The ideal blueprints provide the species with multitudinous avenues for fulfillment. Those blueprints exist mentally as ideals. They express themselves through the impetus and creativity of the species’ individual members.
Our natural athletes, for example, show through their physical expertise certain ideal body conditions. They may personify great agility or strength or power: individual attributes, physical ideals which are held up to others for their appreciation, and which signify, to whatever extent, abilities inherent in the species itself.
I believe that man and woman runs the mile much quicker now than he or she did, say, thirty years ago. Has the body’s effective speed suddenly quickened? Hardly. Instead, mental beliefs about the body’s performance have changed, and increased physical speed resulted. The body can indeed run faster than the current record (of 3:39). I merely want to show effect of beliefs upon physical performance. All people do not want to be expert runners, however. Their creativity and their ideals may lie in quite different fields of endeavor, but individual performance always adds to the knowledge of the species. Good, better, best. Is it bad to be a poor runner? Of course not, unless running is your own particular avocation. And if it is , you improve with practice.
Now our ideals, whatever they may be, initially emerge from our inner experience, and this applies to the species as a whole. Our ideas of society and cooperation arise from both a biological and spiritual knowledge given us at birth. Man and woman recognized the importance of groups after observing the animals’ cooperation. Our civilizations are our splendid, creative, exterior renditions of the inner social groupings of the cells of the body, and the cooperative processes of nature that give us physical life. This does not mean that the intellect is any less, but that it uses its abilities to help us form physical civilizations that are the reflections of mental, spiritual, and biological inner civilizations. We learn from nature always, and we are a part of it always.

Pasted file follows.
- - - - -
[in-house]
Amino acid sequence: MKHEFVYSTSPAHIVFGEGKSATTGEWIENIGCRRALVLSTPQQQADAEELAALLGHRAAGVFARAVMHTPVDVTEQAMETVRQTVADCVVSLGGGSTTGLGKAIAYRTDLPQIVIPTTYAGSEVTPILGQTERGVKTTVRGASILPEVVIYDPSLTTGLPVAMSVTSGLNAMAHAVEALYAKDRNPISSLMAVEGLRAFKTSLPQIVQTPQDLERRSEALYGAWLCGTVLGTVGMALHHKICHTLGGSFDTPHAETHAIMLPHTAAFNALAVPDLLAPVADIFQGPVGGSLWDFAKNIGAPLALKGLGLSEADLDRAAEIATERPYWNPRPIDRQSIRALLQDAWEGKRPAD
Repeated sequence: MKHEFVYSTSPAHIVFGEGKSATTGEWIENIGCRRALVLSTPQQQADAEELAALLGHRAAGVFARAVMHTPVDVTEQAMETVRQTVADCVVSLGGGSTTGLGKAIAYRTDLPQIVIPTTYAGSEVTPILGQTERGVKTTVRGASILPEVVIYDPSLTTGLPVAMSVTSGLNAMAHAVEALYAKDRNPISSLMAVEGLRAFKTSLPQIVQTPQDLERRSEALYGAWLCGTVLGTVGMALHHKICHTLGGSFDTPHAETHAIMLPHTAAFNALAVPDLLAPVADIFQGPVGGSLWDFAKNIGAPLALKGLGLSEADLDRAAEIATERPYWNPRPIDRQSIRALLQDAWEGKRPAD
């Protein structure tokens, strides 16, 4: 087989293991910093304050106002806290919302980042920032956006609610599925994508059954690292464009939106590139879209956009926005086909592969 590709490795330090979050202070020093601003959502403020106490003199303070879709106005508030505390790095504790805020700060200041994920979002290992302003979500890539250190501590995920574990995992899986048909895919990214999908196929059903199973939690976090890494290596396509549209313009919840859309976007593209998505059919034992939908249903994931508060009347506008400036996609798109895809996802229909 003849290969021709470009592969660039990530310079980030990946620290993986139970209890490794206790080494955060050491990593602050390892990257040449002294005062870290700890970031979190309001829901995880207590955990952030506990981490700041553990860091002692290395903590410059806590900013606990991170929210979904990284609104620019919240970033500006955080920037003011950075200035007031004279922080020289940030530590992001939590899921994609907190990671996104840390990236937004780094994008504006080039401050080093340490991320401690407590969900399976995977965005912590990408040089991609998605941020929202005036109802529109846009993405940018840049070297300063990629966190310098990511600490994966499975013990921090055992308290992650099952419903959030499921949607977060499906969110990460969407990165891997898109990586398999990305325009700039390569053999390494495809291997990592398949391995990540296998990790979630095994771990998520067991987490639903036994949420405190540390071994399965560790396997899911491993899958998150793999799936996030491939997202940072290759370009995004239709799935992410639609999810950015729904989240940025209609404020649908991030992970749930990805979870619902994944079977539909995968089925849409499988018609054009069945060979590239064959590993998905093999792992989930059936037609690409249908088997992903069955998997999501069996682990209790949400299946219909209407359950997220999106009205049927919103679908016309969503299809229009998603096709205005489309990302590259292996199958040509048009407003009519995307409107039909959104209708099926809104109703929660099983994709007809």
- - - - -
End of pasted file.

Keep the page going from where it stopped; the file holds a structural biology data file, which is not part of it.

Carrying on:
Our searches toward understanding excellent performance in any area — our idealisms — are all spiritually and biologically ingrained. If many of the conditions we have mentioned are less than ideal in our society, then we can as an individual begin to change those situations. We do this by accepting the rightness of our own personhood. We do this by discarding ideas of unworthiness and powerlessness, no matter what their sources. We do this by beginning to observe our own impulses, by trusting our own direction. We start wherever we are, today.
We do not dwell upon the unfortunate conditions in our environment, but do take steps in our own life to express our ideals in whatever way is given. Those ways are multitudinous.
Generally speaking, for example, If you are seriously worried about a physical condition, go to a doctor, because your own beliefs may over frighten you otherwise. Begin with innocuous but annoying physical conditions, however, and try to work those out for yourself. Try to discover why you are bothered. When you have a headache or a simple stomach upset, or if you have a chronic, annoying but not serious condition, such as trouble with you sinuses, of if you have hay fever — in those situations, remind yourself that your body does indeed have the capacities to heal itself.